Clinical diagnosis of Larsen syndrome, Stickler syndrome and Loeys-Dietz syndrome in a 19-year old male: a case report

BMC Med Genet. 2018 Aug 31;19(1):155. doi: 10.1186/s12881-018-0671-0.


Background: Larsen syndrome is a hereditary disorder characterized by osteochondrodysplasia, congenital large-joint dislocations, and craniofacial abnormalities. The autosomal dominant type is caused by mutations in the gene that encodes the connective tissue protein, filamin B (FLNB). Loeys-Dietz syndrome (LDS) is an autosomal dominant connective tissue disorder characterized by arterial aneurysms, dissections and tortuosity, and skeletal, including craniofacial, manifestations. Mutations in five genes involved in the transforming growth factor beta (TGF-β) signaling pathway cause five types of LDS. Stickler syndrome is a genetically heterogeneous arthro-ophthalmopathy caused by defects in collagen, exhibiting a wide specter of manifestations in connective tissue. A rare case is reported that was diagnosed with all these three hereditary connective tissue disorders.

Case presentation: A 19 year-old, Norwegian male with a clinical diagnosis of Larsen syndrome and with healthy, non-consanguineous parents attended a reference center for rare connective tissue disorders. Findings at birth were hypotonia, joint hypermobility, hyperextended knees, adductovarus of the feet, cervical kyphosis, craniofacial abnormalities, and an umbilical hernia. From toddlerhood, he required a hearing aid due to combined conductive and sensorineural hearing loss. Eye examination revealed hyperopia, astigmatism, and exotropia. At 10 years of age, he underwent emergency surgery for rupture of an ascending aortic aneurysm. At 19 years of age, a diagnostic re-evaluation was prompted by the findings of more distal aortic dilation, tortuosity of precerebral arteries, and skeletal findings. High throughput sequencing of 34 genes for hereditary connective tissue disorders did not identify any mutation in FLNB, but did identify a de novo missense mutation in TGFBR2 and a nonsense mutation in COL2A1 that was also present in his unaffected father. The diagnosis was revised to LDS Type 2. The patient also fulfills the proposed criteria for Stickler syndrome with bifid uvula, hearing loss, and a known mutation in COL2A1.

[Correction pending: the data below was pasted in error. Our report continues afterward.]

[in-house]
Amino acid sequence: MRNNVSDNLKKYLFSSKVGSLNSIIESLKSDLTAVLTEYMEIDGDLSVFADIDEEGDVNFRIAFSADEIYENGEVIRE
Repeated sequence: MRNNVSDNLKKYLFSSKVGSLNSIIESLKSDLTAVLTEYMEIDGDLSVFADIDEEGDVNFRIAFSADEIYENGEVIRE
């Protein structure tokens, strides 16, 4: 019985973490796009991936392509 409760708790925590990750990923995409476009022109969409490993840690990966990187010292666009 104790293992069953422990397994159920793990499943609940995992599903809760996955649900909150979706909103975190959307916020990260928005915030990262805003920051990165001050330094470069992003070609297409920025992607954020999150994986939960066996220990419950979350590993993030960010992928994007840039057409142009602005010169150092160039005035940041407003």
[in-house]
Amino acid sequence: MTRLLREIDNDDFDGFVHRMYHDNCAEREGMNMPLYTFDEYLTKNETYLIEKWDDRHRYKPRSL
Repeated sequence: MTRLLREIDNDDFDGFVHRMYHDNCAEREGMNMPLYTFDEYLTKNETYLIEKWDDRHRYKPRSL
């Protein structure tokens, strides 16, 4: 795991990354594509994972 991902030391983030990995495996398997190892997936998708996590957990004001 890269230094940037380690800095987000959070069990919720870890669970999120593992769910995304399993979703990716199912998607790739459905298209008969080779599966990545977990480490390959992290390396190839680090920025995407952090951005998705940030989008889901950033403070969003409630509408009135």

Conclusion: LDS should be considered in patients with a clinical diagnosis of Larsen syndrome, in particular in the presence of arterial aneurysms or tortuosity. Due to genetic heterogeneity and extensive overlap of clinical manifestations, genetic high throughput sequencing analysis is particularly useful for the differential diagnosis of hereditary connective tissue disorders.

Keywords: High throughput sequencing; Larsen syndrome; Loeys-Dietz syndrome; Stickler syndrome.

Publication types

  • Case Reports

MeSH terms

  • Adult
  • Arthritis / diagnosis*
  • Arthritis / genetics
  • Connective Tissue Diseases / diagnosis*
  • Connective Tissue Diseases / genetics
  • Hearing Loss, Sensorineural / diagnosis*
  • Hearing Loss, Sensorineural / genetics
  • Humans
  • Loeys-Dietz Syndrome / diagnosis*
  • Loeys-Dietz Syndrome / genetics
  • Male
  • Mutation / genetics
  • Osteochondrodysplasias / diagnosis*
  • Osteochondrodysplasias / genetics
  • Retinal Detachment / diagnosis*
  • Retinal Detachment / genetics
  • Young Adult

Supplementary concepts

  • Larsen Syndrome
  • Stickler syndrome, type 1